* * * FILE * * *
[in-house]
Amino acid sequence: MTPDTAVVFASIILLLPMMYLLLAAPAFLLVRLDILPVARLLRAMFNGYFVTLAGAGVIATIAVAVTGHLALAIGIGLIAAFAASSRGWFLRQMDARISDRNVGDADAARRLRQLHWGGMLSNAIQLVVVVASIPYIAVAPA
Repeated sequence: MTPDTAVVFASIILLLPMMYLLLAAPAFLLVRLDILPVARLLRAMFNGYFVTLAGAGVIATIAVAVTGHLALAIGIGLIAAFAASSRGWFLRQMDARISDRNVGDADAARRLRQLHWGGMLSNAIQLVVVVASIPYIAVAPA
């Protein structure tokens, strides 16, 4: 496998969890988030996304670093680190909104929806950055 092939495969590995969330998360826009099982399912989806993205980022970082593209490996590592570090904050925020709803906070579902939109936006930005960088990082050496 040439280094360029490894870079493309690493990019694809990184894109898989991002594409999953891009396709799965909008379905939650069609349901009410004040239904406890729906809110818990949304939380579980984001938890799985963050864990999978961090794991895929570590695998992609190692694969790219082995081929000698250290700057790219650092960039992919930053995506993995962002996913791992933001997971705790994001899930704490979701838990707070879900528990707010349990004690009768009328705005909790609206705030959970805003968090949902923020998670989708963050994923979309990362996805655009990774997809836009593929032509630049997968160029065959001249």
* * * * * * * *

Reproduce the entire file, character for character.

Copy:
[in-house]
Amino acid sequence: MTPDTAVVFASIILLLPMMYLLLAAPAFLLVRLDILPVARLLRAMFNGYFVTLAGAGVIATIAVAVTGHLALAIGIGLIAAFAASSRGWFLRQMDARISDRNVGDADAARRLRQLHWGGMLSNAIQLVVVVASIPYIAVAPA
Repeated sequence: MTPDTAVVFASIILLLPMMYLLLAAPAFLLVRLDILPVARLLRAMFNGYFVTLAGAGVIATIAVAVTGHLALAIGIGLIAAFAASSRGWFLRQMDARISDRNVGDADAARRLRQLHWGGMLSNAIQLVVVVASIPYIAVAPA
């Protein structure tokens, strides 16, 4: 496998969890988030996304670093680190909104929806950055 092939495969590995969330998360826009099982399912989806993205980022970082593209490996590592570090904050925020709803906070579902939109936006930005960088990082050496 040439280094360029490894870079493309690493990019694809990184894109898989991002594409999953891009396709799965909008379905939650069609349901009410004040239904406890729906809110818990949304939380579980984001938890799985963050864990999978961090794991895929570590695998992609190692694969790219082995081929000698250290700057790219650092960039992919930053995506993995962002996913791992933001997971705790994001899930704490979701838990707070879900528990707010349990004690009768009328705005909790609206705030959970805003968090949902923020998670989708963050994923979309990362996805655009990774997809836009593929032509630049997968160029065959001249």